He did tell me secrets but the greatest secret of man resides in plain sight, pearls before swine. Secrets given came with a promise: tell only one person and then only before a likely impending demise. Before secrets can be told, trust must be built. For me, it was simple: I did as he asked .Wash his feet? I did. Go up the creek to a certain place for water? Done. Shave him? A little nervously. I didn’t know the straight razor. All this and more; for days, I did his bidding.
Then one morning, he began to talk intimately and from then on our bond grew. He began by showing me mementoes of his life. A letter from President Roosevelt (Franklin) about a Bureau of Indian Affairs problems mentioning that Mr. Harold Ickes would be looking into his complaints. A picture of Amoneeta with a finned Cadillac from about 1955. An old business card with his name over "medicine man" and another that said "herbalist". Before and after his actions vs. the AMA. Tales of being in the movies and on TV. “They even put me in Lil Abner,” he said, and I later looked it all up— the Cherokees played with Fess Parker and Buddy Ebsen in Daniel Boone, and there he was on a rerun of that show and in Lil Abner with Kickapoo joy juice and hardly any change in his looks in all of the pictures.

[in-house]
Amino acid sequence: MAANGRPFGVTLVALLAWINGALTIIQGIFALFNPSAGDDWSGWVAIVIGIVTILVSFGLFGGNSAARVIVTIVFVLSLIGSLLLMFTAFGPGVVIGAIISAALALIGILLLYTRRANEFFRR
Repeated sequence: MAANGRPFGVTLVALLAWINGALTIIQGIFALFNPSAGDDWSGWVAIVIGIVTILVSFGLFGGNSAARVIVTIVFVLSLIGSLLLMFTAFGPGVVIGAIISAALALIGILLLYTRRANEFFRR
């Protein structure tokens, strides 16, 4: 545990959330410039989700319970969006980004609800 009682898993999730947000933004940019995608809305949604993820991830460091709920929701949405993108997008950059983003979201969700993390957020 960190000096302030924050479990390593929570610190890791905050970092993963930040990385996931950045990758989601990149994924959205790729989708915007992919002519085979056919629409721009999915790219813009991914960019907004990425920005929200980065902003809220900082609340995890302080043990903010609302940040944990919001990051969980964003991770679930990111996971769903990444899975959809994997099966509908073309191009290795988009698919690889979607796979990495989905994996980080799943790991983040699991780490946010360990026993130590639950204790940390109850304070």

An amazing life, but as we went on together all of his "normal" life became almost common and ordinary, compared to what he called his life in the Spirit. When he sang his hymns he was transformed— no transfigured— and it was easy to believe that he had seen the visions of the beginning, and especially the end. And more: he could somehow impart a personalized version of that to me and probably many others and make us feel that same feeling.